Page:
All municipal organizations now existing in the State of Alabama, whether
incorporated under the general laws of the state or by special act of the
legislative department of the state government, and now exercising
corporate powers or functions and all towns and cities that may hereafter
be incorporated under the provisions of this title shall be bodies politic
and corporate, using a common seal, which may at any time be changed,
and having perpetual succession under the name now used or hereafter
assumed as provided in this title, and each under such name as the “City
of ........” or “Town of ........,” as the case may be, shall sue and be sued
§ 11-40-1, Code of Alabama (1975).
“Generally, the departments and subordinate entities of municipalities, counties
and towns that are not separate entities or bodies do not have the capacity to sue or
be sued in the absence of specific statutory authority. . . . . Among subordinate entities
generally lacking the capacity to sue or be sued separately are police departments . .
. .” Ex Parte Dixon, 55 So. 3d 1171, 1172 n.1 (Ala. 2010), see also Ex Parte
Haralson, 853 So. 2d 928, 931 (Ala. 2003) ("It is clear under Alabama law that the
sheriff's department is not a legal entity subject to suit."); King v. Colbert County, 620
So. 2d 623, 626 (Ala. 1993) (“King’s complaint named the ‘Colbert County Sheriff’s
Department’ as a defendant. The Colbert County Sheriff’s Department is not a legal
entity. Therefore, one cannot maintain an action against it.”); White v. Birchfield, 582
So. 2d 1085, 1087 (Ala. 1991) (“Sheriff’s Department is not a legal entity subject to
suit. Therefore, a cause of action may not be maintained against the . . . Sheriff’s
Department.”). The Eleventh Circuit has made the same observation. See Dean v.
Barber, 951 F.2d 1210, 1214 (11th Cir. 1992) (noting that both “sheriffs departments
and police departments are not usually considered legal entities subject to suit.”). The
City of Decatur Police Department is therefore not a legal entity subject to suit under
Alabama law and plaintiff’s complaint is due to be dismissed against said defendant.
II. Plaintiff has failed to state a 42 U.S.C. § 1983 claim against Chief
The complaint in this case alleges that Decatur Police Chief Edgar Taylor is
sued “individually and in his official capacity as Chief of Police of the Decatur Police
Department” (doc. 1 caption). Official capacity claims asserted against public officers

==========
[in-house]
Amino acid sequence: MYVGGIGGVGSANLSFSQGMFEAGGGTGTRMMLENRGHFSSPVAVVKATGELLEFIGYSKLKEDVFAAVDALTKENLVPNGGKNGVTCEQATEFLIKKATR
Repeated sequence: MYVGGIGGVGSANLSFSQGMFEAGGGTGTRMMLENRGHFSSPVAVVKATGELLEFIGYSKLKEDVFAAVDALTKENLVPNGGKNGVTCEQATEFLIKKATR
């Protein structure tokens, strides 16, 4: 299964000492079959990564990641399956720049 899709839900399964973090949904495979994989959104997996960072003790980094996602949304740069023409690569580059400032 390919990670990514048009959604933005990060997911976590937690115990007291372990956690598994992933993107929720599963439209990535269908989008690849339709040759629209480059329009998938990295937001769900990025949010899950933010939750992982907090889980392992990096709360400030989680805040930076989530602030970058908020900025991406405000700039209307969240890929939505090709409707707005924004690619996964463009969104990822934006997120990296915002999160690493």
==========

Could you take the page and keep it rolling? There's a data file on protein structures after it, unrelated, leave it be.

or employees are not claims against the individual, but merely “another way of
pleading an action against an entity of which an officer is an agent.” Monell v. Dept.
of Social Services, 436 U.S. 658, 690 n.55 (1978); Kentucky v. Graham, 473 U.S.
159, 166 (1985). Accordingly, keeping the claims against both the City of Decatur and
Chief Taylor in his official capacity would result in an impermissible redundancy.2 See
Busby v. City of Orlando, 931 F.2d 764, 776 (11th Cir. 1991) (“To keep both the City
Plaintiff acknowledges in her response that “precedent dictates the official capacity claim
should be dismissed” (doc. 18 at 9 n.2).
and the officers sued in their official capacity as defendants in this case would have
been redundant and possibly confusing to the jury.”).
The sole allegation regarding Chief Taylor is that the City has “established or
delegated to Defendant Decatur Police Chief Edgar Taylor the responsibility for
establishing and implementing policies, practices, procedures, and customs used by
law enforcement officers employed by City of Decatur regarding arrests and the use
of force” (doc. 1 at ¶ 10). The complaint is silent as to any act or omission on the part
of Chief Taylor. The complaint simply alleges that “the Defendants” acted to deprive
plaintiff Clay-Brown of her constitutional rights (see doc. 1 at ¶¶ 29 - 32). This is
exactly the kind of “[t]hreadbare recitals of the elements of a cause of action,
supported by mere conclusory statements” the Supreme Court has made clear “do not